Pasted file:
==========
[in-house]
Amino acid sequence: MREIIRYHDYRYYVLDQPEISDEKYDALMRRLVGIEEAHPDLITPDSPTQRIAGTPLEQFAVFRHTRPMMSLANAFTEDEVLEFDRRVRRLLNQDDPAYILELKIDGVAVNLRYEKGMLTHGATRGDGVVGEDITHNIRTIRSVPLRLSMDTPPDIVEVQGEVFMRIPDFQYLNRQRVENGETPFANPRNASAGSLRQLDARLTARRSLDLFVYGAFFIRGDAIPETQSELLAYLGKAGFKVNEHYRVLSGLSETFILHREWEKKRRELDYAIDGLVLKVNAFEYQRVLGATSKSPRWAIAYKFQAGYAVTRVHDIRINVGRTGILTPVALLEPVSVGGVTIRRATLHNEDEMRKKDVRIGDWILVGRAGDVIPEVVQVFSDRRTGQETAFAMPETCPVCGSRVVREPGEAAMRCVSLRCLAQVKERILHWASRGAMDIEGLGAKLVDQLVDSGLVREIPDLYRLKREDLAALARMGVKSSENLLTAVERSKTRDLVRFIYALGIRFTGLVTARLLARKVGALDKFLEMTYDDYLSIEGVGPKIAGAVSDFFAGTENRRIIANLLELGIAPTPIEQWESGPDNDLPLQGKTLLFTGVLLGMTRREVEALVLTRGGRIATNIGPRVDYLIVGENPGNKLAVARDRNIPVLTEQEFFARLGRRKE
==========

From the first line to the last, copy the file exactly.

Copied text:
[in-house]
Amino acid sequence: MREIIRYHDYRYYVLDQPEISDEKYDALMRRLVGIEEAHPDLITPDSPTQRIAGTPLEQFAVFRHTRPMMSLANAFTEDEVLEFDRRVRRLLNQDDPAYILELKIDGVAVNLRYEKGMLTHGATRGDGVVGEDITHNIRTIRSVPLRLSMDTPPDIVEVQGEVFMRIPDFQYLNRQRVENGETPFANPRNASAGSLRQLDARLTARRSLDLFVYGAFFIRGDAIPETQSELLAYLGKAGFKVNEHYRVLSGLSETFILHREWEKKRRELDYAIDGLVLKVNAFEYQRVLGATSKSPRWAIAYKFQAGYAVTRVHDIRINVGRTGILTPVALLEPVSVGGVTIRRATLHNEDEMRKKDVRIGDWILVGRAGDVIPEVVQVFSDRRTGQETAFAMPETCPVCGSRVVREPGEAAMRCVSLRCLAQVKERILHWASRGAMDIEGLGAKLVDQLVDSGLVREIPDLYRLKREDLAALARMGVKSSENLLTAVERSKTRDLVRFIYALGIRFTGLVTARLLARKVGALDKFLEMTYDDYLSIEGVGPKIAGAVSDFFAGTENRRIIANLLELGIAPTPIEQWESGPDNDLPLQGKTLLFTGVLLGMTRREVEALVLTRGGRIATNIGPRVDYLIVGENPGNKLAVARDRNIPVLTEQEFFARLGRRKE